• SA ~ Karma Dakini ~ (green) ~ Action/Removes Obstacles, pacifies Jealousy

This mantra is helpful for all female related health issues, transforms negative emotions, unblocks channels, and balance 5 elements. When chanting this mantra on Dakini Day, the power magnifies ten-fold!

After chanting, blow into a glass of water, which infuses the healing vibration into the water, drink, and continue to enjoy its healing properties.

Sources:

In ancient Rome on July 7th, the Feria Ancillarum or Festival of Handmaids was held. This was the maids’ day out, when the maids of Rome were beyond the control of their mistresses.

Also known as the Caprotinae, when free and slave women made offerings to her beneath wild fig trees outside Rome’s city limits, this feast day was in honor of Juno Caprotina, Juno of the Wild Figs. Fig trees were venerated, with feasting beneath them in honor of Caprotina, an aspect of the Goddess Juno.

In this aspect of the goddess, Juno is seen as dressed in goatskins and driving a chariot pulled by goats. Enslaved women made up a large proportion of her devotees.

A great recipe to celebrate Independence Day in the United States:

  • ¾ cup sour cream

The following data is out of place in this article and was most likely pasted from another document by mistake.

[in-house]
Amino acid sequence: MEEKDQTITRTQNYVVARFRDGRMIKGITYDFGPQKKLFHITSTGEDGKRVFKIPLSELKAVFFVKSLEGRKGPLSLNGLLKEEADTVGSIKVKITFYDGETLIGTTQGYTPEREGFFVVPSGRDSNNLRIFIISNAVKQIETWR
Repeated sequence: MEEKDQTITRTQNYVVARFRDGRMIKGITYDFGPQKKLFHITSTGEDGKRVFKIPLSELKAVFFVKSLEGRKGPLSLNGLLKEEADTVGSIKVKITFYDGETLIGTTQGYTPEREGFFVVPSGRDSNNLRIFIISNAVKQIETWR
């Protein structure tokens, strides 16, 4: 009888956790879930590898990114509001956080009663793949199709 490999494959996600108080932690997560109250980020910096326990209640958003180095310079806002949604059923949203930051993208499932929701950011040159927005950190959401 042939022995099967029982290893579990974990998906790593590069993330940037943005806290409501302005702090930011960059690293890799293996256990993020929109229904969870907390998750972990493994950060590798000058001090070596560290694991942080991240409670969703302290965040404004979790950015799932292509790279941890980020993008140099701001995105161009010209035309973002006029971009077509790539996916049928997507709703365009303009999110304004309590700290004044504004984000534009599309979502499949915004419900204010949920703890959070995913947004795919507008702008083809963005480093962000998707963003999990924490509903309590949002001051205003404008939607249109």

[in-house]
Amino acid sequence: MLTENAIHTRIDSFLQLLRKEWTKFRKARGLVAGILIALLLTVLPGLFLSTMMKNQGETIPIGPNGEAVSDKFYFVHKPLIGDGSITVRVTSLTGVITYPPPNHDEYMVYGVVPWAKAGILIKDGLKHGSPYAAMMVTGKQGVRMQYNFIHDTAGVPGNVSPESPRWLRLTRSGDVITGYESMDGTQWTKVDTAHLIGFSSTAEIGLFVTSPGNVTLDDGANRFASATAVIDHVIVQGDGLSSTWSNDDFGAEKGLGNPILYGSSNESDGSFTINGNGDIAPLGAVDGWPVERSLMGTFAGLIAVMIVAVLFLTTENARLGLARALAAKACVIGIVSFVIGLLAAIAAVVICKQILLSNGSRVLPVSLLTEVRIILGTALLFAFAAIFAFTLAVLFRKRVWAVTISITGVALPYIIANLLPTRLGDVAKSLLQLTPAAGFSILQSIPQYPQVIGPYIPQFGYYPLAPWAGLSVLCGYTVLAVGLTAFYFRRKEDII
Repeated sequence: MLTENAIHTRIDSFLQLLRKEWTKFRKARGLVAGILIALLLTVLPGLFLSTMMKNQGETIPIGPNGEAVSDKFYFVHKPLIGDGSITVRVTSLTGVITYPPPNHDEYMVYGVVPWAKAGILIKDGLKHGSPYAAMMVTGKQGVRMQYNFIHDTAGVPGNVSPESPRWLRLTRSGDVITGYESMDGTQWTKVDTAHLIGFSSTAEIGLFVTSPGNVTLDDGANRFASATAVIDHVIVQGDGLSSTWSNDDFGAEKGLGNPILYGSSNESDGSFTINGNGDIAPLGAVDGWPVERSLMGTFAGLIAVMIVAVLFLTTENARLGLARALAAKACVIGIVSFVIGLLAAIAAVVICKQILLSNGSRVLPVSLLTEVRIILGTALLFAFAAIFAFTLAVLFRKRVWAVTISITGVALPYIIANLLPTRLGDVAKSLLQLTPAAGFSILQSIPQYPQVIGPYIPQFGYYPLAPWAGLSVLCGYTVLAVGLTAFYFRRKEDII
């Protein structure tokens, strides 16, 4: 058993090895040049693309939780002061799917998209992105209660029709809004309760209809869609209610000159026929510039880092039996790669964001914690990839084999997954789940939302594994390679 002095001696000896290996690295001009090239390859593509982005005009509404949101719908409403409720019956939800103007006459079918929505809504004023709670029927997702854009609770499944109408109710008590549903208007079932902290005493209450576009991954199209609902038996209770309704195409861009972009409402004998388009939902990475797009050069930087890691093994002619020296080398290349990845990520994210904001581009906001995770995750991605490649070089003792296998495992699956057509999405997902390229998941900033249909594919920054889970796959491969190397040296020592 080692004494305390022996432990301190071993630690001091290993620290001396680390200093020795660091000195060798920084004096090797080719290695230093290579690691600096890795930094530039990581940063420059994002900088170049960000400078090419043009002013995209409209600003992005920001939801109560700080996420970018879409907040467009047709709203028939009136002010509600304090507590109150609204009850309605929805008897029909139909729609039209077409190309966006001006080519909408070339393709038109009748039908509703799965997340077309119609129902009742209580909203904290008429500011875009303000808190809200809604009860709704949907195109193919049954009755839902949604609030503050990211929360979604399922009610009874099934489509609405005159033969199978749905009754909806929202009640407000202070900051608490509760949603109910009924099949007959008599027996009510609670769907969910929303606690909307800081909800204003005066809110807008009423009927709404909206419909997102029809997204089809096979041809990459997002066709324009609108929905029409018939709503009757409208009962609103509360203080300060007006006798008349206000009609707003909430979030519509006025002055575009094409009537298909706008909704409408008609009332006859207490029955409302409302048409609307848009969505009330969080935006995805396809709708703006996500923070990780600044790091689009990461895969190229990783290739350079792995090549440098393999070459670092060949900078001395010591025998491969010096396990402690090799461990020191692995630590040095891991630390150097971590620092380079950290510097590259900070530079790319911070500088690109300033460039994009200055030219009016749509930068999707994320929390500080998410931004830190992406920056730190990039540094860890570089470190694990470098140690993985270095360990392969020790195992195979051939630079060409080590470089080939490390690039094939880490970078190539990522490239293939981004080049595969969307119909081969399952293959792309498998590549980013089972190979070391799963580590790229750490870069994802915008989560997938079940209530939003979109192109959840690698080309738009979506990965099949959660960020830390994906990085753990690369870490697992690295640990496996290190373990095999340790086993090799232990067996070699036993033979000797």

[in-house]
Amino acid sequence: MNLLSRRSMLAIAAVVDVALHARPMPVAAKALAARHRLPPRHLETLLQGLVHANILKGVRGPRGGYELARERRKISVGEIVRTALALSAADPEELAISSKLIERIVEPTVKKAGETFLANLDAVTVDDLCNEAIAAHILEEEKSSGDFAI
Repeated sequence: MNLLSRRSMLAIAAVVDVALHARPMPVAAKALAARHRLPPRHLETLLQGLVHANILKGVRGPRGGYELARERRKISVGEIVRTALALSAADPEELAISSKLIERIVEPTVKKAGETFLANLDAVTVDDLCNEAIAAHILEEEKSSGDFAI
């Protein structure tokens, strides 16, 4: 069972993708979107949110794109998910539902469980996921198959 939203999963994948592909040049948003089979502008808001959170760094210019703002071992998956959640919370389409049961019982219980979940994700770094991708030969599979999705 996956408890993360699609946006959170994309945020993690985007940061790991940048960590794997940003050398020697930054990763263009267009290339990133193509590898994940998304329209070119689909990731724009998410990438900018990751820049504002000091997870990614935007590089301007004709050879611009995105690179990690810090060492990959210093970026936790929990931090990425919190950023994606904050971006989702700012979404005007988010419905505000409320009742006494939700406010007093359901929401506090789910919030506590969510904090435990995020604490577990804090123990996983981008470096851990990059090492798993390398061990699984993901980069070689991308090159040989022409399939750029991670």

• 1/4 tsp. coarse black pepper
  • 1 tsp. white sugar
  • 1 tbsp. rice wine vinegar
  • 1 tsp. fresh chopped dill
  • 1/8 tsp. fresh grated lemon peel
  • 1/4 tsp. finely grated red onion
  • salt
  • 1 cucumber
  • 3 garden fresh red tomatoes
  • 10 borage flowers

Combine all the ingredients except for the tomatoes and flowers. Slice tomatoes and arrange them, overlapping, around the edge of a serving platter. Mound the cucumber mixture in the center of the platter, just covering the inner edge of the tomatoes. Chill well, and place the borage flowers decoratively on the salad just before serving.

Serves 4 to 6

Recipe by Di-Di Hoffman

In the English region of East Anglia, those who continue to follow the ancient ways believe that June 29 is the prime day of the year to harvest herbs for healing use.

Here are some great tips for harvesting herbs:

For the highest quality, herbs should be harvested before the Sun gets too high in the sky. The heat of the Sun will evaporate the essential oil from the herbs, so picking earlier in the day (like by 10:30am) ensures that the highest amount of oils will still be present within them.